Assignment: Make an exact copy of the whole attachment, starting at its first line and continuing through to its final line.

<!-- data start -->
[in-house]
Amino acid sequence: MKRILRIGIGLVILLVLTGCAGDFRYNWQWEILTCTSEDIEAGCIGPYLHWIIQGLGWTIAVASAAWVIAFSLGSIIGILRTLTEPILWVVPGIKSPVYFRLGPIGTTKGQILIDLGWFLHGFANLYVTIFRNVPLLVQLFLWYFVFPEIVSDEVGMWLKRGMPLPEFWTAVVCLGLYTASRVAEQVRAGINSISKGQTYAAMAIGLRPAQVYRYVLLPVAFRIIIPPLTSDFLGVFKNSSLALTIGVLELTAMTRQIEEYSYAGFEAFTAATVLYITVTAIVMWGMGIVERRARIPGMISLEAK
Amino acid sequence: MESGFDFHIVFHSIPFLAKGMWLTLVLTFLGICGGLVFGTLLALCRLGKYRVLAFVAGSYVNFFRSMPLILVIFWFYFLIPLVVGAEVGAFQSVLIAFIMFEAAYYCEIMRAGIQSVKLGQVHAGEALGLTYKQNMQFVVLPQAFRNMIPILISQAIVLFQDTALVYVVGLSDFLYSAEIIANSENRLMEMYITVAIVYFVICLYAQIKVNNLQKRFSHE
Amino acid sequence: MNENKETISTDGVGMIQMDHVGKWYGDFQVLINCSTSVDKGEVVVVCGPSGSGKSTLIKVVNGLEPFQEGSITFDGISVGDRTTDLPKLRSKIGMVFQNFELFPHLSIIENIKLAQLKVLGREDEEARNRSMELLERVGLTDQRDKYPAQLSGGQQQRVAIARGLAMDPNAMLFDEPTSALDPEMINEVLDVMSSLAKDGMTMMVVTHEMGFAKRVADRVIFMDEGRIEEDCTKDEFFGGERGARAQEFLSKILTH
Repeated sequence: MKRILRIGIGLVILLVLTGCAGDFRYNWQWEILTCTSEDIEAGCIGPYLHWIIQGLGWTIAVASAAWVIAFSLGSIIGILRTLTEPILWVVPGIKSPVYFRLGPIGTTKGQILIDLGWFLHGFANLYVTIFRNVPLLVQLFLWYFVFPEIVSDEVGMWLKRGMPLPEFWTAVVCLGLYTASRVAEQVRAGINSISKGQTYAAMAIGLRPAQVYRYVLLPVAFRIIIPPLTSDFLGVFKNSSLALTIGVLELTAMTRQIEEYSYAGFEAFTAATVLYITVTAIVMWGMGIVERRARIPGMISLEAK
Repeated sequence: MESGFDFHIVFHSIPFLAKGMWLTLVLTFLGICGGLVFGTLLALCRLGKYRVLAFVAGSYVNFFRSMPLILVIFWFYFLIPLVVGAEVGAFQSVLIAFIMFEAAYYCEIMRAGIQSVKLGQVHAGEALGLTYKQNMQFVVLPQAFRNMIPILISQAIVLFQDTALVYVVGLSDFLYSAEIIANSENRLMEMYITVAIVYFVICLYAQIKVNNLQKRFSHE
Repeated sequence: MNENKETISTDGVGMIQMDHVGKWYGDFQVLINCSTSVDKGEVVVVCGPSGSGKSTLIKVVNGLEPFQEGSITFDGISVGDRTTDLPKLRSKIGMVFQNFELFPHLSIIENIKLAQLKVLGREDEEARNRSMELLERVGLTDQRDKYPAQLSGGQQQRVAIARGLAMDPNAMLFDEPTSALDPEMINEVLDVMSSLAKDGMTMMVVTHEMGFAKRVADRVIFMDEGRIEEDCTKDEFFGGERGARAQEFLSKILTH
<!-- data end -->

[in-house]
Amino acid sequence: MKRILRIGIGLVILLVLTGCAGDFRYNWQWEILTCTSEDIEAGCIGPYLHWIIQGLGWTIAVASAAWVIAFSLGSIIGILRTLTEPILWVVPGIKSPVYFRLGPIGTTKGQILIDLGWFLHGFANLYVTIFRNVPLLVQLFLWYFVFPEIVSDEVGMWLKRGMPLPEFWTAVVCLGLYTASRVAEQVRAGINSISKGQTYAAMAIGLRPAQVYRYVLLPVAFRIIIPPLTSDFLGVFKNSSLALTIGVLELTAMTRQIEEYSYAGFEAFTAATVLYITVTAIVMWGMGIVERRARIPGMISLEAK
Amino acid sequence: MESGFDFHIVFHSIPFLAKGMWLTLVLTFLGICGGLVFGTLLALCRLGKYRVLAFVAGSYVNFFRSMPLILVIFWFYFLIPLVVGAEVGAFQSVLIAFIMFEAAYYCEIMRAGIQSVKLGQVHAGEALGLTYKQNMQFVVLPQAFRNMIPILISQAIVLFQDTALVYVVGLSDFLYSAEIIANSENRLMEMYITVAIVYFVICLYAQIKVNNLQKRFSHE
Amino acid sequence: MNENKETISTDGVGMIQMDHVGKWYGDFQVLINCSTSVDKGEVVVVCGPSGSGKSTLIKVVNGLEPFQEGSITFDGISVGDRTTDLPKLRSKIGMVFQNFELFPHLSIIENIKLAQLKVLGREDEEARNRSMELLERVGLTDQRDKYPAQLSGGQQQRVAIARGLAMDPNAMLFDEPTSALDPEMINEVLDVMSSLAKDGMTMMVVTHEMGFAKRVADRVIFMDEGRIEEDCTKDEFFGGERGARAQEFLSKILTH
Repeated sequence: MKRILRIGIGLVILLVLTGCAGDFRYNWQWEILTCTSEDIEAGCIGPYLHWIIQGLGWTIAVASAAWVIAFSLGSIIGILRTLTEPILWVVPGIKSPVYFRLGPIGTTKGQILIDLGWFLHGFANLYVTIFRNVPLLVQLFLWYFVFPEIVSDEVGMWLKRGMPLPEFWTAVVCLGLYTASRVAEQVRAGINSISKGQTYAAMAIGLRPAQVYRYVLLPVAFRIIIPPLTSDFLGVFKNSSLALTIGVLELTAMTRQIEEYSYAGFEAFTAATVLYITVTAIVMWGMGIVERRARIPGMISLEAK
Repeated sequence: MESGFDFHIVFHSIPFLAKGMWLTLVLTFLGICGGLVFGTLLALCRLGKYRVLAFVAGSYVNFFRSMPLILVIFWFYFLIPLVVGAEVGAFQSVLIAFIMFEAAYYCEIMRAGIQSVKLGQVHAGEALGLTYKQNMQFVVLPQAFRNMIPILISQAIVLFQDTALVYVVGLSDFLYSAEIIANSENRLMEMYITVAIVYFVICLYAQIKVNNLQKRFSHE
Repeated sequence: MNENKETISTDGVGMIQMDHVGKWYGDFQVLINCSTSVDKGEVVVVCGPSGSGKSTLIKVVNGLEPFQEGSITFDGISVGDRTTDLPKLRSKIGMVFQNFELFPHLSIIENIKLAQLKVLGREDEEARNRSMELLERVGLTDQRDKYPAQLSGGQQQRVAIARGLAMDPNAMLFDEPTSALDPEMINEVLDVMSSLAKDGMTMMVVTHEMGFAKRVADRVIFMDEGRIEEDCTKDEFFGGERGARAQEFLSKILTH